June 13, 2008

Welcome 30/05/08
Border formalities were quick, a small fee that took us by surprise, that´s it. The euphoria of leaving Guatemala was so strong; we had this stupid grin and a nice downhill.
At the border we met Yehonatan, the Israeli motorcyclist we met 3km earlier. He was on the first day of his trip to South America, and just left Guatemala City, after working there a year in security.

Copan Ruinas
The short ride to Copan Ruinas, near the famous Mayan ruins, was beautiful. The road seamed much less populated, as apposed to Guatemala.
We were a bit surprised by the amount of tourists. The ATM made life very simple for us; how easy it is to travel nowadays, backed-up with technology.
We found a cheap & good hotel, and on the way found Yehonatan, who joined us. Another “Kawasaki” travel-motorcycle was parked there, owned by Jared and his companion Lucy.
Yehonatan, who was carrying both a petrol stove (same as ours) and a gas stove (Yehonatan – you´re carrying too much!), joined forces with us for dinner (Chili Chicken – we are improving!). Lucy & Jared joined later and we had a very nice evening.

In the morning we all went to the Maya ruins. Yehonata, Gerad & Lucy, who saw enough ruins in Guatemala, decided to skip it, as a protest against the high entrance fee ($15), out of proportion in a country where a meal costs $1. The ruins were very impressive.

Dinner with Yehonatan.
On the way to the ruins.

An animal.


We all had dinner together, a meat stew with beans, vegetebles and loads of garlic. The rice was not a failure thanks to Yehonatan's gas stove (our stove doesn’t have a regulator, only a strong flame). It was the first time we cooked for 5 people, in ‘camping’ conditions. We finished with ‘El-Nahla’ Turkish coffee, from Israel (much better than any coffee we tasted here in ‘coffee-land’), part of Yehonatan’s stock.

Wet Season – part 2 01/06/08
We decided to avoid the Pan-Am and take a southern route through the mountains. On the way to Santa Rosa de Copan we met Jared & Lucy. They decided to stop early in Santa Rosa, after we told them our travel book highly recommends “the most beautiful colonial town in Honduras”. They said they’ll wait for us there, in 2-3 hours. We had a few tough climbs and we were feeling not in our best, but we made it. Thanks to Jared & Lucy we didn’t need to search for a hotel. We walked around town and easily concluded that it was far from amazing.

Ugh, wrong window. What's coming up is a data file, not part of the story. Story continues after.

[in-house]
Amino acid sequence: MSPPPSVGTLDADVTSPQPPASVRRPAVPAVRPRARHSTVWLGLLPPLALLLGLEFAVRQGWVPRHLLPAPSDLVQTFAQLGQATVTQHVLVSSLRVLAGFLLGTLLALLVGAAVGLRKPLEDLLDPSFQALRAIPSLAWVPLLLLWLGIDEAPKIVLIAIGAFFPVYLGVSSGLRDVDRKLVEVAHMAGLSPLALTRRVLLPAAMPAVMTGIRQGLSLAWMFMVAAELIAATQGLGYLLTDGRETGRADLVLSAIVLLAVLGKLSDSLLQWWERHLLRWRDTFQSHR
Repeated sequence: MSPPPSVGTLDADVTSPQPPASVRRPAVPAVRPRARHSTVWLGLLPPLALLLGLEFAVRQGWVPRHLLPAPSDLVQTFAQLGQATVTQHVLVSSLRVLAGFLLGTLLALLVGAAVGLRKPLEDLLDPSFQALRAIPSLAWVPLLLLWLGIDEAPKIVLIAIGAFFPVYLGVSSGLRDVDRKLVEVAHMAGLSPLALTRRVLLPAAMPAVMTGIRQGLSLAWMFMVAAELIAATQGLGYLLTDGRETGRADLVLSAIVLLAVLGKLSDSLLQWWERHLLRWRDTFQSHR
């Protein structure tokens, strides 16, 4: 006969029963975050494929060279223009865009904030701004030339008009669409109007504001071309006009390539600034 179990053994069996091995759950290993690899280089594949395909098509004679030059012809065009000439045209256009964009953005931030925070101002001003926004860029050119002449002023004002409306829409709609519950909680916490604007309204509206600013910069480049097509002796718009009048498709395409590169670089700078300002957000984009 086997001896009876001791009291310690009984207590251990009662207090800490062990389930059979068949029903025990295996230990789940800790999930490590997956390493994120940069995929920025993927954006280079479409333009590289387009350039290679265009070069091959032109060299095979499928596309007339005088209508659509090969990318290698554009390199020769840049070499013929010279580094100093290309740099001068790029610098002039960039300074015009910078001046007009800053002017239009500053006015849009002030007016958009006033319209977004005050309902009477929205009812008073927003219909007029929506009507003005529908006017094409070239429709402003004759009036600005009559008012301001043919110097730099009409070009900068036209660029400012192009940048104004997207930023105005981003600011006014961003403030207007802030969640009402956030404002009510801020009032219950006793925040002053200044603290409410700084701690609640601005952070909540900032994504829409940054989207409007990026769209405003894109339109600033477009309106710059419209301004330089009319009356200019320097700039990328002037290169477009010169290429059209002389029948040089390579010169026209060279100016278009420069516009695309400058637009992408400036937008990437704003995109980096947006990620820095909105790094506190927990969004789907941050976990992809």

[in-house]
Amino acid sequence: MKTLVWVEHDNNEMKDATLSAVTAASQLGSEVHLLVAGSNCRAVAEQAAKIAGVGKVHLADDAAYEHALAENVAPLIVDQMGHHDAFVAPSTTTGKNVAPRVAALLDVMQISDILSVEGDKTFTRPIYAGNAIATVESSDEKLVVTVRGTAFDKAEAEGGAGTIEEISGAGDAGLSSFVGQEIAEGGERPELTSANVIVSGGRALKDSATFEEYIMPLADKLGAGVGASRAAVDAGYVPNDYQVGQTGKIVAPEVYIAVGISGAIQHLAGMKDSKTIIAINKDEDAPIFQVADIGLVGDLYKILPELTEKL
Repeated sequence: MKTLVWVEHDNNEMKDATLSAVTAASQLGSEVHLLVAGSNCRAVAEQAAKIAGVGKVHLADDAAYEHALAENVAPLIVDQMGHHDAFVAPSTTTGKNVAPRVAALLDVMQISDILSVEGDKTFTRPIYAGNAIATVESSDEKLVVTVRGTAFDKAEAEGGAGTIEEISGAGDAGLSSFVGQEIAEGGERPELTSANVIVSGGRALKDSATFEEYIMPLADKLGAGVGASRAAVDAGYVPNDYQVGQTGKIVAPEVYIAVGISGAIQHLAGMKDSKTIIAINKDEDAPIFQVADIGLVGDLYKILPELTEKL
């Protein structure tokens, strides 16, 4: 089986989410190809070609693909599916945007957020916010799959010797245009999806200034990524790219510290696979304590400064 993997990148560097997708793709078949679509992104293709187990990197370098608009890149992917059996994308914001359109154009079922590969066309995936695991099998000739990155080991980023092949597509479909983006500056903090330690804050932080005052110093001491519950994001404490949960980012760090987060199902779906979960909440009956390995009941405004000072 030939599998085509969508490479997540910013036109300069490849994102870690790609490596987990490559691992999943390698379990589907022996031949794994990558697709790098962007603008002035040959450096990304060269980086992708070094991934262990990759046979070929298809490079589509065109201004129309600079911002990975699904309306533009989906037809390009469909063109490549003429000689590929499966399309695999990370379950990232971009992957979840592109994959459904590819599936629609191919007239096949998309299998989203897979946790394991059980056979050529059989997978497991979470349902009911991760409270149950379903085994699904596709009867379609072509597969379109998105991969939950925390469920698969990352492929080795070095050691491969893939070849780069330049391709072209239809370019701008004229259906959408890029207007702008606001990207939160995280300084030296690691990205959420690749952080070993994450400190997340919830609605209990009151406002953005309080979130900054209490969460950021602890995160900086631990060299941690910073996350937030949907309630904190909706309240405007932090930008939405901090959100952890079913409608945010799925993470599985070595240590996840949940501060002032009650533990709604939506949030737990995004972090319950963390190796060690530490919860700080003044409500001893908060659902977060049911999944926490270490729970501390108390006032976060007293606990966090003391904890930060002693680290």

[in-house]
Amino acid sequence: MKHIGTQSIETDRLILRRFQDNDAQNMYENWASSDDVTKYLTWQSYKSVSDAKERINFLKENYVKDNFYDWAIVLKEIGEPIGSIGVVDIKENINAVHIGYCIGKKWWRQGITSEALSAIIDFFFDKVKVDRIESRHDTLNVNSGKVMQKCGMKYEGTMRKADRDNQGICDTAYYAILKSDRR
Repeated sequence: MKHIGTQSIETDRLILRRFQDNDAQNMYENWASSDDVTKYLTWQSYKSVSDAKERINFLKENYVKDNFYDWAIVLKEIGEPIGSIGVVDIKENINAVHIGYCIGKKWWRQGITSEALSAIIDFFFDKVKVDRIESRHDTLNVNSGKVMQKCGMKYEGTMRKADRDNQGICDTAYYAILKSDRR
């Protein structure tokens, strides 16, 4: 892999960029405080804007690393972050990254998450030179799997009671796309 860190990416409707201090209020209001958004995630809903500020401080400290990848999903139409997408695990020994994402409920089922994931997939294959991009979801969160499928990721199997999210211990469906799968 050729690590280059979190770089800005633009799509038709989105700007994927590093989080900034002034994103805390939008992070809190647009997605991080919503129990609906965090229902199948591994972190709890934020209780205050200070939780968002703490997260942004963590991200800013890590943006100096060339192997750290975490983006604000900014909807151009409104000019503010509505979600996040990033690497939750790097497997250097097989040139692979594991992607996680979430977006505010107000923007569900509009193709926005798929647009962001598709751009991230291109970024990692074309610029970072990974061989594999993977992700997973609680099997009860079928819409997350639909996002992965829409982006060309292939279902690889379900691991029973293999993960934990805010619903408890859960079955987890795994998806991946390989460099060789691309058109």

The next day we had a tough, but beautiful ride to Gracies, a small, relaxed, colonial village. We liked Gracies very much.

Cowboys in the campo.

Lucy & Jared.

Pork chops with garlic, ginger, honey, mustard and soy sauce.

Bugs, chilling out.
Our room.
Bugs, zoom.
Gracies, from the fort.

We knew that the road from Gracies to La-Esperanza was partially paved. In the middle of the way to San-Juan it started to rain heavily but we continued. In minutes the road was flooded. We tried ignoring it for a while, but, eventually hid in a house for half an hour, totally wet. The rain calmed we continued. An hour later we reached an unpaved section – mud! Obviously, the rain came back and cycling became impossible. To our luck, a bit later, a truck passed and we quickly threw our stuff on it. It was the bumpiest road we´ve ever been on. The truck was jumping like mad and we put our last strength in holding the bikes. Half an hour of hell! Oh, it was cold as well.

Totally wet & tiered, we found a hotel with a hot shower and a TV. We had to relax, forget about today, and start preparing for tomorrows´ muddy road and the wet shoes.